Writer in Residence

The Moth

Submitted by Dan MacIsaac

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I do not nominate the moth, pallid creature of night, to be any sort of talisman or totem. Moths are vandals, eating your heirloom woolens. These Visigoths deserve summary execution. No last meal of tartan kilt. That’s why I take a perverse pleasure in reading Frost’s “Design.” I gloat as the arachnid handily dispatches the moth. And I have done battle with moths, most recently in Latin America where I encountered an insect as illiterate and uncultured as Francisco Pizarro, invader of the Incas.

One warm evening, in the coffee lands of Panama, poor lighting in our ramshackle bungalow sent me outside where the patio light was clear and strong. Tucking a towel behind my head, I settled down on a cane recliner to read King Lear (I rarely travel without a play by the Bard bought in the bargain bin and usually heavily highlighted by a college hand). I hadn’t gotten even as far as the regal freak out scene where Lear banishes his fairytale daughter--when a tropical moth swooped down, bumping against my paperback. The moth, blaring sightless eyeballs on its wings, was determined to latch on to the book. But it wasn’t the poetry or the plot that captivated the bug. The moth was enamoured with the facsimile of fluttering wings, those riffling pages, along with the loud softcover art portrait of Lear, whose bleached beard and locks, tempest-tossed, must have looked irresistible to the lunar insect. Or was the binding glue some kind of pheromone? Or maybe a jealous rage had seized the creature? It tilted at the volume like Don Quixote at the windmill, antennae quivering like lances.

I was unable to drive off the persistent suitor. Swinging my book wildly, I retreated inside to the bathroom to strain my eyes in that waxen interior light. I read on and concluded that, clearly, Lear was a madman, spouting nonsense and cackling about “gilded butterflies.”

The next morning, my daughter found a showy dead butterfly on the ground and hoisted it on to a floral table for her to photograph. From the mug shot, it is hard to tell if the individual shown is the lunatic lover that wanted to do the nasty with the Wordsworth Edition of Lear. But the species looks spot on. Are there any lepidopterists out there that can provide a positive ID for type?

Generally, in literature, moths are the poor cousins to butterflies, a much more glamorous subject matter. Emily Dickinson observes that the butterfly is “favorably mentioned/ In Entomology” (“The butterfly obtains”) and praises “The Butterfly’s Numidian Gown/ With spots of Burnish roasted on.” Patrick Lane watches sunlit butterflies “pulling light into their wings” (“The Happy Little Towns”). Joe Rosenthall proclaims:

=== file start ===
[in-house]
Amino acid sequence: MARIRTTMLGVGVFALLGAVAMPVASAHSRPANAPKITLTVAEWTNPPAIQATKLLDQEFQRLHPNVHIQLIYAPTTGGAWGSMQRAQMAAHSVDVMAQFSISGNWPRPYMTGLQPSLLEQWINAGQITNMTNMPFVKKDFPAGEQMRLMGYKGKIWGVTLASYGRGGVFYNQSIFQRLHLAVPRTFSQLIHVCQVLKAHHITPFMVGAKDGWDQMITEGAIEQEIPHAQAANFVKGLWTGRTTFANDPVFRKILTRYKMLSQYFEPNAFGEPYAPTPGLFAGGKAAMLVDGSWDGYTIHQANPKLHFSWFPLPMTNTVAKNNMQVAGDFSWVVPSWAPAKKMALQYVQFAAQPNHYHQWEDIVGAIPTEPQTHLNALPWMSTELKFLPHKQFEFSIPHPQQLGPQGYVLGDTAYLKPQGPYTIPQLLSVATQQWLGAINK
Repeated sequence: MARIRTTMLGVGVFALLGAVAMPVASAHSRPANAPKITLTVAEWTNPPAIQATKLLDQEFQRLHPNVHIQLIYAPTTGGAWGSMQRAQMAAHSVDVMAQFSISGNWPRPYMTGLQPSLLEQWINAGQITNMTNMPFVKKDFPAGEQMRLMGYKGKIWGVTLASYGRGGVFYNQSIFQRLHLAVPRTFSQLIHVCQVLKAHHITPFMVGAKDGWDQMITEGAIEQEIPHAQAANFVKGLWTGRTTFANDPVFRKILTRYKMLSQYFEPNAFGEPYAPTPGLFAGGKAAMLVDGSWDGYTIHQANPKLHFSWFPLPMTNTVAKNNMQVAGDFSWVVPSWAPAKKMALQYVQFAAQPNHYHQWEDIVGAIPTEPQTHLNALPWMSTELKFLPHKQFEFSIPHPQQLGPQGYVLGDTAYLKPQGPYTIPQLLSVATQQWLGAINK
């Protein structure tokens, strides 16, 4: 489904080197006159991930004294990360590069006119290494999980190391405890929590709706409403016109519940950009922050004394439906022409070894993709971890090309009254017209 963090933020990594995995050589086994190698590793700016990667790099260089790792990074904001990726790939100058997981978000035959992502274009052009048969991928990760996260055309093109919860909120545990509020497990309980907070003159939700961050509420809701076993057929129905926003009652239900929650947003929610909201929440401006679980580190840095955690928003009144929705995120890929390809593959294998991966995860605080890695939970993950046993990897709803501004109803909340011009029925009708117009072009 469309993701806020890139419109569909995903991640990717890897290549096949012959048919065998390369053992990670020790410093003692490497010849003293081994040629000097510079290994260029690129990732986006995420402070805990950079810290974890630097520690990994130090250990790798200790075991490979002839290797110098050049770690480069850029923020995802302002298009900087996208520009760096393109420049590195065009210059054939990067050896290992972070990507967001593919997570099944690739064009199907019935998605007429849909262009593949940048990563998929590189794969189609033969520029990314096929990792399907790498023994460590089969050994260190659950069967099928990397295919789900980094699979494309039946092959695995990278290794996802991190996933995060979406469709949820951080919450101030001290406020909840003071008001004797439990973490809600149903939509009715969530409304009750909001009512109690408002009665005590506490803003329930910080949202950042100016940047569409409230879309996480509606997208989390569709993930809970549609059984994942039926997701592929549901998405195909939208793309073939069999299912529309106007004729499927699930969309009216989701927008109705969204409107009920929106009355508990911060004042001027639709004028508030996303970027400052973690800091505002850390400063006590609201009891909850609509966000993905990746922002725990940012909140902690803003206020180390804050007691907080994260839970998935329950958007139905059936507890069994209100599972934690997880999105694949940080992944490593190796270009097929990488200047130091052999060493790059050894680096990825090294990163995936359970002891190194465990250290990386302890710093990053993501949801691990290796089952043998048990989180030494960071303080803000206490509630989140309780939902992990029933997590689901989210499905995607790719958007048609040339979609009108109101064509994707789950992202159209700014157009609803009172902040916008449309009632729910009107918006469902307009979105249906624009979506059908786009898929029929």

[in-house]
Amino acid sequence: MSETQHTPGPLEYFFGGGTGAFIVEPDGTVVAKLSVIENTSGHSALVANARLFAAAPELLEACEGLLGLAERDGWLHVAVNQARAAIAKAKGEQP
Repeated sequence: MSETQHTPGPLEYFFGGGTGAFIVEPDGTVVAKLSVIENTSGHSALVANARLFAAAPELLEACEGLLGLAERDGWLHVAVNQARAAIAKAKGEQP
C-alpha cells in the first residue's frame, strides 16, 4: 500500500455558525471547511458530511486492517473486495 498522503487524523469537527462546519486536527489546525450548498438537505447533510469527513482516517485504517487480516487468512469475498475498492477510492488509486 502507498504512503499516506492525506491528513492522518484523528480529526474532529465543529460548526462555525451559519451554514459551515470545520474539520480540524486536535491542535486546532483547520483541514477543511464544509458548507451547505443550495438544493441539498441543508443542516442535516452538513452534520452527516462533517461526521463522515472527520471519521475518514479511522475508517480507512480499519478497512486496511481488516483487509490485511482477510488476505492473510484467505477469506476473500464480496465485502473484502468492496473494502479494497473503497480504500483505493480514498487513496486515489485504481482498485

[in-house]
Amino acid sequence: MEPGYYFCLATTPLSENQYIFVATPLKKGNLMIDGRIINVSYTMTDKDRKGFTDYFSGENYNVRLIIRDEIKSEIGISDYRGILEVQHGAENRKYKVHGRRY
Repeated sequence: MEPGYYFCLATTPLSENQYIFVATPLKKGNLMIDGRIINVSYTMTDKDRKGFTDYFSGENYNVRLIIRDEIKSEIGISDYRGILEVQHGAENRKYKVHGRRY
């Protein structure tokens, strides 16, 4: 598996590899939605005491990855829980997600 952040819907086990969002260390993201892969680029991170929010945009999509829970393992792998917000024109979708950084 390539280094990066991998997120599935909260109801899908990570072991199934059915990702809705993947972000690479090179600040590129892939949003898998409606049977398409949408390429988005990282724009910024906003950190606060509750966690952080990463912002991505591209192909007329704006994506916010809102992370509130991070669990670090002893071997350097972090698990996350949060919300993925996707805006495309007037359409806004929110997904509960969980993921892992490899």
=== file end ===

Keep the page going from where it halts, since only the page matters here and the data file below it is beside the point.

I get high on butterflies;

     the way they loom in the air

     and land on air-dromes

                                            of petal                                                        

      (“I Get High on Butterflies”)

As a class, the butterfly remains the “it insect.” But neither moth nor butterfly is especially popular at the larval stage. Ogen Nash moans in ‘The Caterpillar”:

     I find among the poems of Schiller

     No mention of the caterpillar,

     Nor can I find one anywhere

     In Petrach or in Baudelaire.

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Moths are relatively few in Canlit too. They find some refuge in Bliss Carmen’s verse. My experience with moths is vastly different from that of the Confederation poet, who sets a sombre mood in his “Pulvis et Umbra”:

     There is dust upon my fingers,

     Pale grey dust of beaten wings,

     Where a great moth came and settled

     From the night’s blown winnowing.

 Carmen’s fanciful moth is a muse. My Panamanian version is a maniac, a besotted pest.

The views expressed in the Writer-in-Residence blogs are those held by the authors and do not necessarily reflect the views of Open Book.


Raised on Vancouver Island, Dan MacIsaac is a third-generation lawyer and served for ten years as a director on the board of the Environmental Law Centre at the University of Victoria. His poetry, verse translations, and fiction have appeared in a wide variety of literary journals and magazines. One of his stories was short-listed for the 2009 CBC Literary Awards, one of his poems received the 2014 Foley Prize from America Magazine, and another poem was short-listed for the 2015 Walrus Poetry Prize. He lives in Victoria. Cries from the Ark is his first poetry collection.